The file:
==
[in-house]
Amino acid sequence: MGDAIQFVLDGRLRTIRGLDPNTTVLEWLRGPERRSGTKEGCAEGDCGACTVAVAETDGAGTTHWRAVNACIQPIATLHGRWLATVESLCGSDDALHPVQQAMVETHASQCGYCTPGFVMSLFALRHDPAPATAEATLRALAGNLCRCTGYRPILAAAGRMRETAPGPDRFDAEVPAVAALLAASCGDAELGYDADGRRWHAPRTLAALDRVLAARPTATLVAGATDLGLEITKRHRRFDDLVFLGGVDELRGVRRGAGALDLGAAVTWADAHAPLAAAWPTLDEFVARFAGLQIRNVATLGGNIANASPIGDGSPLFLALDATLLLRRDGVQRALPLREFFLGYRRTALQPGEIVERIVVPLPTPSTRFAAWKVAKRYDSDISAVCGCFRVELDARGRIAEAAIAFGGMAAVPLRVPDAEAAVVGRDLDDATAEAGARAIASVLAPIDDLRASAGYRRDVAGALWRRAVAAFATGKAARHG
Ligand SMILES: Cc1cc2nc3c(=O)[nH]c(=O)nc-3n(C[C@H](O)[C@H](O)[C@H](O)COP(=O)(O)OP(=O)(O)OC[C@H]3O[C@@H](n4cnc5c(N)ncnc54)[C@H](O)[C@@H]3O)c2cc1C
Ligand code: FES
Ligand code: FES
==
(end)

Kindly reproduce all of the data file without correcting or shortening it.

[in-house]
Amino acid sequence: MGDAIQFVLDGRLRTIRGLDPNTTVLEWLRGPERRSGTKEGCAEGDCGACTVAVAETDGAGTTHWRAVNACIQPIATLHGRWLATVESLCGSDDALHPVQQAMVETHASQCGYCTPGFVMSLFALRHDPAPATAEATLRALAGNLCRCTGYRPILAAAGRMRETAPGPDRFDAEVPAVAALLAASCGDAELGYDADGRRWHAPRTLAALDRVLAARPTATLVAGATDLGLEITKRHRRFDDLVFLGGVDELRGVRRGAGALDLGAAVTWADAHAPLAAAWPTLDEFVARFAGLQIRNVATLGGNIANASPIGDGSPLFLALDATLLLRRDGVQRALPLREFFLGYRRTALQPGEIVERIVVPLPTPSTRFAAWKVAKRYDSDISAVCGCFRVELDARGRIAEAAIAFGGMAAVPLRVPDAEAAVVGRDLDDATAEAGARAIASVLAPIDDLRASAGYRRDVAGALWRRAVAAFATGKAARHG
Ligand SMILES: Cc1cc2nc3c(=O)[nH]c(=O)nc-3n(C[C@H](O)[C@H](O)[C@H](O)COP(=O)(O)OP(=O)(O)OC[C@H]3O[C@@H](n4cnc5c(N)ncnc54)[C@H](O)[C@@H]3O)c2cc1C
Ligand code: FES
Ligand code: FES